Saturday, April 13, 2024

Steve Ogolla: From sitting KCSE thrice to becoming one of Kenya’s top legal minds

Steve Ogolla is a name that has become synonymous with success and excellence in the Kenyan legal fraternity.

Despite his numerous achievements and accolades, few people know that Steve Ogolla sat for the Kenya Certificate of Secondary Education (KCSE) three times to get to university to study for a Bachelor of Law.

Born and raised in a small village in Siaya County, Steve Ogolla was the second-last born in a family of nine children. He was brought up by a single mother who worked hard to ensure that her children received an education.

While most of his siblings dropped out of school, Steve persevered, determined that education would provide him with an opportunity to succeed and help his family.

‘I did my Kenya Certificate of Primary Education Examinations in 1997 and scored 571 marks out of 700. This earned me a spot at St Mary’s School Yala, one of the leading schools in Nyanza,” he said in a past interview.

In 1998, Steve began his high school education but had to leave after completing Form One due to financial difficulties. He then moved to Kibera in Nairobi to live with his brother and study from home, borrowing notes from friends who attended school.

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In 2000, Steve was able to return to school and was admitted to Form Three at a different institution. He sat for KCSE the following year and attained a B- of 59 points, a few points shy of the Grade B Plain cutoff for admission to public universities at the time.

”I had missed the University Joint Admissions Board target of 64 points and I knew there was no way I could raise money to join the parallel programme,” he narrated.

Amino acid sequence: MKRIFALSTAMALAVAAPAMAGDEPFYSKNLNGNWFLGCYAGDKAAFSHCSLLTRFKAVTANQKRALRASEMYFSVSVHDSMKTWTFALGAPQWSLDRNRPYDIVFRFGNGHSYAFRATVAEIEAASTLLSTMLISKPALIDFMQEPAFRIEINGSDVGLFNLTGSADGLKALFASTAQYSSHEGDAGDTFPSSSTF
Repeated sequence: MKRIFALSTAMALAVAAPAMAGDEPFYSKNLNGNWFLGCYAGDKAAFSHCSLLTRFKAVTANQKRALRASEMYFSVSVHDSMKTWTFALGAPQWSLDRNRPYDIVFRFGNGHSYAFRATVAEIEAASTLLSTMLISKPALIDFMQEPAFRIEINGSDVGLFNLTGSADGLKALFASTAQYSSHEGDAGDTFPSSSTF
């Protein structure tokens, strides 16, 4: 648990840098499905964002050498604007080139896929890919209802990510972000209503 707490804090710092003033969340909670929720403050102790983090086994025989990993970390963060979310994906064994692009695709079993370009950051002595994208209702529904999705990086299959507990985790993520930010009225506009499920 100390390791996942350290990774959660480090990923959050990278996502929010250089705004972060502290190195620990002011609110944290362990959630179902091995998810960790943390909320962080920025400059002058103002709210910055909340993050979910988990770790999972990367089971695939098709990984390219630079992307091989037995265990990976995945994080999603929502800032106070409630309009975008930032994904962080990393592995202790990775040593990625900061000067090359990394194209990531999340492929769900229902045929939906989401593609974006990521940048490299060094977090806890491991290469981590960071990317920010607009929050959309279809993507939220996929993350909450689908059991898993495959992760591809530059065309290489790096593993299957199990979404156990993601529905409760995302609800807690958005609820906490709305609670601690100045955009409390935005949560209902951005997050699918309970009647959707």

Unable to join a public university under the government-sponsored program, Steve opted to seek menial jobs in the city.

He was determined to pursue university education and returned to high school in 2002, enrolling for his second attempt at KCSE. This time, he scored a B Plain, still falling short of the cutoff points.

‘I was elated when I scored a B plain of 65 points, confident that this time I would get admission to university. However, the cut-off points were raised from 64 to 66. I had missed it again, this time by a mark,”

Steve then tried his luck with several business opportunities, including a kinyozi, but was inspired to return to school after meeting former classmates who were doing well after going to university.

In 2005, he sat for KCSE for the third time and scored a straight A, marking the beginning of his journey to becoming the great lawyer he is today.

Steve’s journey to becoming a top legal mind in Kenya was not an easy one.

After completing his KCSE, he joined the University of Nairobi to study law. However, he had to work part-time to pay for his fees, which made it difficult for him to concentrate on his studies.

He also struggled with some of the legal concepts, which made it challenging for him to keep up with his classmates.

Despite the challenges, Steve remained determined and focused on his goals. He spent countless hours in the library reading and researching, and he sought help from his lecturers whenever he was stuck. Slowly but surely, his hard work and dedication paid off, and he began to excel in his studies.

After completing his law degree, Steve Ogolla was admitted to the Kenya School of Law, where he underwent training to become a lawyer. He then joined a law firm in Nairobi, where he worked as an associate for several years.

During this time, he gained valuable experience and knowledge, which he used to establish his law firm, Steve Ogolla & Associates.

Since then, Steve has risen to become one of the top legal minds in Kenya. He has represented clients in high-profile cases and has won numerous awards and accolades for his outstanding work.

He is also a respected commentator on legal issues and is a regular contributor to local and international media outlets.

Despite his success, Steve Ogolla has not forgotten his humble beginnings. He is actively involved in philanthropic work, particularly in the education sector, where he supports disadvantaged students to access education.

He is also a mentor to young people, particularly those from underprivileged backgrounds, and encourages them to pursue their dreams regardless of the challenges they may face.

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